Snakes and Leeches
- One Hot Summer: Dickens, Darwin, Disraeli and the Great Stink of 1858 by Rosemary Ashton
Yale, 352 pp, £25.00, July 2017, ISBN 978 0 300 22726 0
The last day of June 1858 was a warm day, though not the hottest of that summer. Two weeks earlier the temperature in London had reached 90 degrees, the highest ever recorded. Even so the atmosphere in the Palace of Westminster was close when the parliamentary committee inquiring into the working of the Bank Acts met. Gladstone was present, as was Disraeli, then chancellor of the exchequer, and business opened as usual despite the appalling stench coming from the Thames, until suddenly Disraeli could stand it no longer and rushed out, briefing papers in one hand, a handkerchief in the other over his nose. He was followed by the rest, retching and choking. The nation rejoiced. Complaints about the state of the river, which was virtually an open sewer, had been made repeatedly for a decade and ‘committee after committee, commission after commission’ had sat, as the Times pointed out, to no avail. Vested interests and administrative inertia prevailed. Now, with the politicians themselves running gagging down the corridors of power, the obstacles rapidly disappeared. The Thames Purification Bill was introduced on 15 July and swiftly passed into law on 2 August, the last day of the session.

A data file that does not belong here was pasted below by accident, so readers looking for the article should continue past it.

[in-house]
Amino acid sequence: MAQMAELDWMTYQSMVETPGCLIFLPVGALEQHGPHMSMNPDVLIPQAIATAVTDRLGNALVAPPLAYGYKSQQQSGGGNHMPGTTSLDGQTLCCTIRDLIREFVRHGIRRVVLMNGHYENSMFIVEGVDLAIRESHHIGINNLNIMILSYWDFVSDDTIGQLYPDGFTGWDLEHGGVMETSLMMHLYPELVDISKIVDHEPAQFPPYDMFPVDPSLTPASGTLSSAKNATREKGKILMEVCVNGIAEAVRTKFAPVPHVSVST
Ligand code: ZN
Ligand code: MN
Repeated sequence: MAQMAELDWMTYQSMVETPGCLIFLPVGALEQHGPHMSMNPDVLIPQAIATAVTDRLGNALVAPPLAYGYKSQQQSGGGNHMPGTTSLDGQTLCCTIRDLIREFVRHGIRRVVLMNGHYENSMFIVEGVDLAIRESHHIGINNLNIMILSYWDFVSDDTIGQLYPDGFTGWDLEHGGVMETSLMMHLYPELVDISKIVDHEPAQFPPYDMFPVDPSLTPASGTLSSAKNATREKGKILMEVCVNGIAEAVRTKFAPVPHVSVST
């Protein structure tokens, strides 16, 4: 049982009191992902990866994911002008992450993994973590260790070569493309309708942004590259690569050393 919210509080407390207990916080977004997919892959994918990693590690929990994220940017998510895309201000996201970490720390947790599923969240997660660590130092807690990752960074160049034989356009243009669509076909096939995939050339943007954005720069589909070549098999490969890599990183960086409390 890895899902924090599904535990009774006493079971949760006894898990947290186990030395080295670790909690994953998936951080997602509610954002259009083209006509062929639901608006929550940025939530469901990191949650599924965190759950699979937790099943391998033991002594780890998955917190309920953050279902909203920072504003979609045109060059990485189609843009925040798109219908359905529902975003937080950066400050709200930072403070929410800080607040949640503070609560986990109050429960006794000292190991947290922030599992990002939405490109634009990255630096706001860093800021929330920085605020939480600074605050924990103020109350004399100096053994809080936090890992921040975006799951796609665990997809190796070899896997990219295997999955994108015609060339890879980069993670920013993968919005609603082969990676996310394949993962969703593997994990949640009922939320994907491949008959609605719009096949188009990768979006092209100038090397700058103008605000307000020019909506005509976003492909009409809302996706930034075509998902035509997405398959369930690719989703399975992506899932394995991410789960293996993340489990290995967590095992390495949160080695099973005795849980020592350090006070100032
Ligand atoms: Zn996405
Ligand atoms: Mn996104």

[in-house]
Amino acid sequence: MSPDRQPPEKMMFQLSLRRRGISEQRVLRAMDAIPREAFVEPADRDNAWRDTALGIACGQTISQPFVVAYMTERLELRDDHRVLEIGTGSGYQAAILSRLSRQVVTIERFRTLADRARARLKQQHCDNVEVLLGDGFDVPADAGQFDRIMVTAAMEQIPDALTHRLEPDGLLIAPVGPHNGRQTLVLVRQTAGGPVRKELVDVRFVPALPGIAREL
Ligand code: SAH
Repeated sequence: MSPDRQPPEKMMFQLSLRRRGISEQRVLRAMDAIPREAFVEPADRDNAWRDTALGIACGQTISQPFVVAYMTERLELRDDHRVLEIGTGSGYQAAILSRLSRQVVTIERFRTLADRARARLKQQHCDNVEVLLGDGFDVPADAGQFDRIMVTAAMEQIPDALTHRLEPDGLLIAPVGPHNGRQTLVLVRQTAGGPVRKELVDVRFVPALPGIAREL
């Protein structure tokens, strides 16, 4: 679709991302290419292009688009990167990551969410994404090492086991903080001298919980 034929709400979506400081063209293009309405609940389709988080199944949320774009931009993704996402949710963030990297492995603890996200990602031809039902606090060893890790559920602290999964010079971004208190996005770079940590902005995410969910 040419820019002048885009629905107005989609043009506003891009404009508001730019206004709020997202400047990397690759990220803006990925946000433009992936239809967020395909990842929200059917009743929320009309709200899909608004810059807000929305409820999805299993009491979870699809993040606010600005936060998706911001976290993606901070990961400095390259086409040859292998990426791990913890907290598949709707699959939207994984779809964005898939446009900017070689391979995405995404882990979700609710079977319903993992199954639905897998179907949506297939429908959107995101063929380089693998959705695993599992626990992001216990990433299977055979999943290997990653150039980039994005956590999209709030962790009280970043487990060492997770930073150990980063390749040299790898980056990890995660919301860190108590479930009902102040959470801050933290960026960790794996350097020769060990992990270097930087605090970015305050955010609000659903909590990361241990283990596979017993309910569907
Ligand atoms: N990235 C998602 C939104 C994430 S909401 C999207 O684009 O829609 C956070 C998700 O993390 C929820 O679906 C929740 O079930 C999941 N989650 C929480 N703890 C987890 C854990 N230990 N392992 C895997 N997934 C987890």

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[*] Oxford, 304 pp., £25, September 2016, 978 0 19 870719 6.